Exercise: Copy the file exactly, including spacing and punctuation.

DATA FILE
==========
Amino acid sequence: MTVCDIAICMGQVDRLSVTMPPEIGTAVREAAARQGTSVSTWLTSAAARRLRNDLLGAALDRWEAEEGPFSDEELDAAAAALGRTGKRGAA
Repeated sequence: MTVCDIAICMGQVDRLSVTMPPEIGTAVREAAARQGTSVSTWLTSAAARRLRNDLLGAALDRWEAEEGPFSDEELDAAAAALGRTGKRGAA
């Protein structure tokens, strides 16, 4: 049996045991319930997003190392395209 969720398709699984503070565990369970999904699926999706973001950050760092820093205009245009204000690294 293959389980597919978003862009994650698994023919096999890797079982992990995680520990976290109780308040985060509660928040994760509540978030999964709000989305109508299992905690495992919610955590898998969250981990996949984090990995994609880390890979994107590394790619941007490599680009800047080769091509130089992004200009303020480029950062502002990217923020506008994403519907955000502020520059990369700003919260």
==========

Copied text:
Amino acid sequence: MTVCDIAICMGQVDRLSVTMPPEIGTAVREAAARQGTSVSTWLTSAAARRLRNDLLGAALDRWEAEEGPFSDEELDAAAAALGRTGKRGAA
Repeated sequence: MTVCDIAICMGQVDRLSVTMPPEIGTAVREAAARQGTSVSTWLTSAAARRLRNDLLGAALDRWEAEEGPFSDEELDAAAAALGRTGKRGAA
């Protein structure tokens, strides 16, 4: 049996045991319930997003190392395209 969720398709699984503070565990369970999904699926999706973001950050760092820093205009245009204000690294 293959389980597919978003862009994650698994023919096999890797079982992990995680520990976290109780308040985060509660928040994760509540978030999964709000989305109508299992905690495992919610955590898998969250981990996949984090990995994609880390890979994107590394790619941007490599680009800047080769091509130089992004200009303020480029950062502002990217923020506008994403519907955000502020520059990369700003919260």